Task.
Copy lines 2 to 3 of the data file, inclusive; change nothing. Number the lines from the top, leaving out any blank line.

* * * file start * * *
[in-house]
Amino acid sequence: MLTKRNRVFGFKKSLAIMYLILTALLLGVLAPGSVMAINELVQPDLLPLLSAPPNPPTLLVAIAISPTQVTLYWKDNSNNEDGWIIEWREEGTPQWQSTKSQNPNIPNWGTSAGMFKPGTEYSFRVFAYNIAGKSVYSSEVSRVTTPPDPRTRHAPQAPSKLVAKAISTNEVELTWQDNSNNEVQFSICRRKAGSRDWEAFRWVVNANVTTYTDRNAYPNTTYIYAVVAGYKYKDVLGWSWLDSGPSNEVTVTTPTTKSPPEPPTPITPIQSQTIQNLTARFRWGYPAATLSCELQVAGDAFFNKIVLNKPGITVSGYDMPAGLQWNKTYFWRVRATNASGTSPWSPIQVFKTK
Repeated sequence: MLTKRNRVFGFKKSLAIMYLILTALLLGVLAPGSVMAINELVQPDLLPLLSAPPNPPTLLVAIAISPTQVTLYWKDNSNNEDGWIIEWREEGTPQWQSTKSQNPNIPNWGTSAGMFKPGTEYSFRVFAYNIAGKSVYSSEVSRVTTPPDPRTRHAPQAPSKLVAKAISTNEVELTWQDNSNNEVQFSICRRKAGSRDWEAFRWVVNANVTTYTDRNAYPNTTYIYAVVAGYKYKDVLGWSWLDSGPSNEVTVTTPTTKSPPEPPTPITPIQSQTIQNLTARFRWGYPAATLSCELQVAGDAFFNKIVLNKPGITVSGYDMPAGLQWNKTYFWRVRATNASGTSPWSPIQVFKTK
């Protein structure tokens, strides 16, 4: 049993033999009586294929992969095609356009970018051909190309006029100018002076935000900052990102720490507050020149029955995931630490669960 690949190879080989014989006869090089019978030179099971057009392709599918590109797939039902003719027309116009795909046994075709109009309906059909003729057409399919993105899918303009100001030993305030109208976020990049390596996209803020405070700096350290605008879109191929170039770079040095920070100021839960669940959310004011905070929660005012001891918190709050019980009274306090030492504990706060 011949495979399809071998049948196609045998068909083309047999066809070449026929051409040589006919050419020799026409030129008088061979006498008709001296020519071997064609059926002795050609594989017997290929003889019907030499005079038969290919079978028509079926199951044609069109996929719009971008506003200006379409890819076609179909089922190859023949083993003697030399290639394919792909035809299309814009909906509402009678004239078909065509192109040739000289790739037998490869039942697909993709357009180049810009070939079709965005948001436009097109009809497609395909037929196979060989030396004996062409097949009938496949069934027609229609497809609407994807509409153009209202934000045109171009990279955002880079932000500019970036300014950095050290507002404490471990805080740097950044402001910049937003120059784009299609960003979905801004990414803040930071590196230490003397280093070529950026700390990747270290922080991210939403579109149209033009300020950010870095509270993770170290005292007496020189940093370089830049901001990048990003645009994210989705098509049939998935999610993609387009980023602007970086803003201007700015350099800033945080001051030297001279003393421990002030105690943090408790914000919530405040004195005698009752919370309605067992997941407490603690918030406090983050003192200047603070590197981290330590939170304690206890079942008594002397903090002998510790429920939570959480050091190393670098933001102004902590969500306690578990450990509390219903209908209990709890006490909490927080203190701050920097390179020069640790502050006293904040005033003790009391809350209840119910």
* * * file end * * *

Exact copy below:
Amino acid sequence: MLTKRNRVFGFKKSLAIMYLILTALLLGVLAPGSVMAINELVQPDLLPLLSAPPNPPTLLVAIAISPTQVTLYWKDNSNNEDGWIIEWREEGTPQWQSTKSQNPNIPNWGTSAGMFKPGTEYSFRVFAYNIAGKSVYSSEVSRVTTPPDPRTRHAPQAPSKLVAKAISTNEVELTWQDNSNNEVQFSICRRKAGSRDWEAFRWVVNANVTTYTDRNAYPNTTYIYAVVAGYKYKDVLGWSWLDSGPSNEVTVTTPTTKSPPEPPTPITPIQSQTIQNLTARFRWGYPAATLSCELQVAGDAFFNKIVLNKPGITVSGYDMPAGLQWNKTYFWRVRATNASGTSPWSPIQVFKTK
Repeated sequence: MLTKRNRVFGFKKSLAIMYLILTALLLGVLAPGSVMAINELVQPDLLPLLSAPPNPPTLLVAIAISPTQVTLYWKDNSNNEDGWIIEWREEGTPQWQSTKSQNPNIPNWGTSAGMFKPGTEYSFRVFAYNIAGKSVYSSEVSRVTTPPDPRTRHAPQAPSKLVAKAISTNEVELTWQDNSNNEVQFSICRRKAGSRDWEAFRWVVNANVTTYTDRNAYPNTTYIYAVVAGYKYKDVLGWSWLDSGPSNEVTVTTPTTKSPPEPPTPITPIQSQTIQNLTARFRWGYPAATLSCELQVAGDAFFNKIVLNKPGITVSGYDMPAGLQWNKTYFWRVRATNASGTSPWSPIQVFKTK